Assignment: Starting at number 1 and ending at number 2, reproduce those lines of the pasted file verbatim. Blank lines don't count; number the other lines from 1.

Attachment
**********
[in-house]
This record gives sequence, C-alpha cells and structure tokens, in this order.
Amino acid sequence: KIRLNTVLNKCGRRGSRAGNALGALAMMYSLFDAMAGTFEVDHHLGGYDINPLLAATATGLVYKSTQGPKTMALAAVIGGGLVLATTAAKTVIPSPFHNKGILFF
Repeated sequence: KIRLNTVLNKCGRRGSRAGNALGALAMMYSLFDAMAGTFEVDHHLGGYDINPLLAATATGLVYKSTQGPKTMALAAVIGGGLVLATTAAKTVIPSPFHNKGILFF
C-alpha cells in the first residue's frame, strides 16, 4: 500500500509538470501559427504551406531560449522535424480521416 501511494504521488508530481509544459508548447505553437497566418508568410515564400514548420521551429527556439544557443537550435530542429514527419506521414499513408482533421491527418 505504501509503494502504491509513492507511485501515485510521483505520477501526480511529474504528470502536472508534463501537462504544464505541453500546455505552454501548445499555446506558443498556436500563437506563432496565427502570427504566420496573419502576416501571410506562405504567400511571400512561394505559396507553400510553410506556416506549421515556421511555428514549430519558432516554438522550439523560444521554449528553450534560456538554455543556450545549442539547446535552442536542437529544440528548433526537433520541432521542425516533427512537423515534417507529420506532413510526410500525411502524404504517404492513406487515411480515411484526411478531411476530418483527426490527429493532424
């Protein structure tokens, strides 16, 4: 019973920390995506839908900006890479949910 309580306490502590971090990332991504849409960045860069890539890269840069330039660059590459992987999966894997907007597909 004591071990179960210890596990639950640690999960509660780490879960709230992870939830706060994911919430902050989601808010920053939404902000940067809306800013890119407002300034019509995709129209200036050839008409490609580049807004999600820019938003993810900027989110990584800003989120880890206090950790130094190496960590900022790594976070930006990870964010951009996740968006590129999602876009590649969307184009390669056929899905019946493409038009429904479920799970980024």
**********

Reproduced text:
[in-house]
This record gives sequence, C-alpha cells and structure tokens, in this order.